Syngenta Partners with Fair Labor Association to Improve Wages in India’s Agricultural Industry
- Syngenta pilot project improves wages at seeds field production growing areas in two regions in India
- Fair Labor Association report Seeds of Change highlights Syngenta’s progress
- Underscores Syngenta’s commitment to ensuring fair labor conditions across the supply chain
Basel / Switzerland, February 2020 – Syngenta highlights the release of a report from the Fair Labor Association, Seeds of Change. The report marks the culmination of a three-year pilot project commissioned by Syngenta to improve wages in India’s agricultural industry.
Through the pilot with the Fair Labor Association (FLA), Syngenta was able to improve wages at seeds field production growing areas in Maharashtra and Andhra Pradesh. The report details Syngenta’s six-step action plan to address the issue of low prevailing wages in India. Actions included conducting an internal review of procurement prices and calculations, increasing awareness among internal and external stakeholders, and strengthening wage documentation.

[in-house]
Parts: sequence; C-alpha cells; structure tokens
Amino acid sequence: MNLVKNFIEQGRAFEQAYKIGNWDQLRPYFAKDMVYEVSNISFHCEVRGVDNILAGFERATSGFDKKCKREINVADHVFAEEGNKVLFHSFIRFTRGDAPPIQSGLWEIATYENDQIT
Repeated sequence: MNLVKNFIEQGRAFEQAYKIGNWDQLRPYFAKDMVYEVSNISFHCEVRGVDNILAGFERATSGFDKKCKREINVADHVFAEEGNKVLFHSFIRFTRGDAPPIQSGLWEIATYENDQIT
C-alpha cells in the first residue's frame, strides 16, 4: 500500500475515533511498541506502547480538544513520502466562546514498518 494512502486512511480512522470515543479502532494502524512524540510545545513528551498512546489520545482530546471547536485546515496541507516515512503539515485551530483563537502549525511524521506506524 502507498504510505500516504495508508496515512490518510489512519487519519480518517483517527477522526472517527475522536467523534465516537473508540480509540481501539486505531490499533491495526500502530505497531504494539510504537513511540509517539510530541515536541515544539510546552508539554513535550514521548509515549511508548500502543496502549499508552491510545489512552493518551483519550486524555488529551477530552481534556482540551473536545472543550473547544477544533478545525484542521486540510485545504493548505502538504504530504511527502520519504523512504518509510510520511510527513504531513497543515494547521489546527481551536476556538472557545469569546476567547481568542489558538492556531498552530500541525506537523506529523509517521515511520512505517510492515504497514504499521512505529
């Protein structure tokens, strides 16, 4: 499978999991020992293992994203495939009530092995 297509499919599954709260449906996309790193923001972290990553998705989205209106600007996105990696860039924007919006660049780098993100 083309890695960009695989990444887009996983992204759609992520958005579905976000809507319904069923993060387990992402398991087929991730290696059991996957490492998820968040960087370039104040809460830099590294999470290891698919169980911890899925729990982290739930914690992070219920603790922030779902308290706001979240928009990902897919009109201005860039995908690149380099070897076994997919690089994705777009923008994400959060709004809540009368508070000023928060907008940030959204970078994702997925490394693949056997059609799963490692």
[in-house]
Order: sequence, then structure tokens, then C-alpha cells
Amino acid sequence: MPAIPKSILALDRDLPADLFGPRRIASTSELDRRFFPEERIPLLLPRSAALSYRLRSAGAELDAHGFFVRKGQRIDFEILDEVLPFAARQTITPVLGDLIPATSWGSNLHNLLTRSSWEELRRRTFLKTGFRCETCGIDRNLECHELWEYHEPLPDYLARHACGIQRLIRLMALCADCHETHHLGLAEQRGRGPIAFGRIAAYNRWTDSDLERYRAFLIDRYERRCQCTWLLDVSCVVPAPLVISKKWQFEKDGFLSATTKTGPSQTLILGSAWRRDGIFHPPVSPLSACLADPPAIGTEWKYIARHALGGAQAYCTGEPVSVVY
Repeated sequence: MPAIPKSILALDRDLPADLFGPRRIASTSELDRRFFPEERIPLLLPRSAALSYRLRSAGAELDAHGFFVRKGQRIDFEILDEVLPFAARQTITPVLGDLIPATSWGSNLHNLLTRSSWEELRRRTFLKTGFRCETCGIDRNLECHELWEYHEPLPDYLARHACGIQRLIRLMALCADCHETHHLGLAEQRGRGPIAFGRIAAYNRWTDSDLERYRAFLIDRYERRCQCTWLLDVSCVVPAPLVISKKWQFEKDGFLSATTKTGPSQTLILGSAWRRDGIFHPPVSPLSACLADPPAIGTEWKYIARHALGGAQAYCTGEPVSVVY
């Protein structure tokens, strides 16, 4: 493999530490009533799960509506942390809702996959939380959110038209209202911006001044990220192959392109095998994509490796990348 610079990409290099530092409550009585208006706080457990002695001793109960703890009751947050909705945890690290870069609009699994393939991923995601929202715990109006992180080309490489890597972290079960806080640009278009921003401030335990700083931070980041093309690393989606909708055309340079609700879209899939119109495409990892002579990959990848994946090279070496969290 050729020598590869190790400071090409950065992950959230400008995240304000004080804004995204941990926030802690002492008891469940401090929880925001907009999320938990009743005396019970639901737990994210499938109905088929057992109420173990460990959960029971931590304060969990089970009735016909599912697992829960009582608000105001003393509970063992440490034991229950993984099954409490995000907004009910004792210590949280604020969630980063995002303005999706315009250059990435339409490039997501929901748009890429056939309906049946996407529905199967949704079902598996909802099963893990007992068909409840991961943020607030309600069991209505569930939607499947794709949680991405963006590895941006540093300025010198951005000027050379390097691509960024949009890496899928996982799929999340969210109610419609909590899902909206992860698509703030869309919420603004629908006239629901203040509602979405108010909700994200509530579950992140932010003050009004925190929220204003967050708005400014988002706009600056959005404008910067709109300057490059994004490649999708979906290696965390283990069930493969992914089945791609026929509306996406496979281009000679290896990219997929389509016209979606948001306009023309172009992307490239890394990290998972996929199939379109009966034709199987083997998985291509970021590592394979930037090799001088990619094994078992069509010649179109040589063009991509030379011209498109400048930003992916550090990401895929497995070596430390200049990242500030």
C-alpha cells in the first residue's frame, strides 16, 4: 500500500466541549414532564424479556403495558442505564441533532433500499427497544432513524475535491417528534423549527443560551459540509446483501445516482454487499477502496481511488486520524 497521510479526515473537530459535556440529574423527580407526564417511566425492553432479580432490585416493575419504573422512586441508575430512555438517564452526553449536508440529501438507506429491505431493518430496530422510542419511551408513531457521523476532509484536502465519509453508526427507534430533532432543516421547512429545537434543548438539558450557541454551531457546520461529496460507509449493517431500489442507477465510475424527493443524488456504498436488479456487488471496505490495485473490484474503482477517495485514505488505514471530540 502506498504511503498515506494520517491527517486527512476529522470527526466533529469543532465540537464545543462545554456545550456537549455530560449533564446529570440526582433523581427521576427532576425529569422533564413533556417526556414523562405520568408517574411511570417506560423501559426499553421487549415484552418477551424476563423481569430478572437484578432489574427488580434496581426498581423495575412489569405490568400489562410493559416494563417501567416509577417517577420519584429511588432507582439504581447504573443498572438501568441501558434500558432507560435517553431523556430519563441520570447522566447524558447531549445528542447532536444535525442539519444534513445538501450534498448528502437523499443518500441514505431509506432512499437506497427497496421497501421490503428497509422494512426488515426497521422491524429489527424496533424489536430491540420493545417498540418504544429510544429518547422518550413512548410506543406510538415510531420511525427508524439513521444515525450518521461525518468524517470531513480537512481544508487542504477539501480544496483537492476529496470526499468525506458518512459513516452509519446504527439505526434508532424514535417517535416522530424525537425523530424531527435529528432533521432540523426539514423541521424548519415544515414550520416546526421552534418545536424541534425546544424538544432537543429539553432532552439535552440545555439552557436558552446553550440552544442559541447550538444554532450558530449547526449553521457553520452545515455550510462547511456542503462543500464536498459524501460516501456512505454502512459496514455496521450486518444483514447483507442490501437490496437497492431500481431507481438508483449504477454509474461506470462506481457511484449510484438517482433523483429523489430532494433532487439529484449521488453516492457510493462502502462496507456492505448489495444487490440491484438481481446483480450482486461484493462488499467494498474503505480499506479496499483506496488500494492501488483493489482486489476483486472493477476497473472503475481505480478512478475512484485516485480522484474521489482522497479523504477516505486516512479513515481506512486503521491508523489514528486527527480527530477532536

Syngenta’s Good Growth Plan demonstrates the company’s commitment to look after every worker, striving for fair labor conditions across the entire supply chain network.
“Our partnership with the FLA is a critical enabler of ensuring we take care of the safety and human rights of every worker in our supply chain,” said Bill Tomlinson, Head of Global Seeds Production & Supply. “Our efforts for fair labor conditions extend across the world, and we hold our suppliers and partners accountable to high standards of health, safety, environmental and working conditions.”
In addition, the project highlighted the importance of needing an industrywide approach to make a bigger impact than a single company acting alone.
“This report underscores the urgent need for collective action to lift agriculture workers in India out of poverty. No company can achieve this alone,” said Sharon Waxman, President and CEO of the Fair Labor Association. “Governments must create a legal framework to require wages that are above the poverty line, and companies need to work together – even in the absence of government leadership – to provide those wages. Only then can we lift millions of agriculture workers in India and around the world out of poverty.”
The Syngenta Seeds business currently sources from 12,000 farms in India, either directly or indirectly, and also works with 200 seeds organizers to communicate and manage relationships with farmers. Beyond India, Syngenta is actively engaged in fair labor initiatives across the world.
The complete Seeds of Change report can be found at the FLA’s website.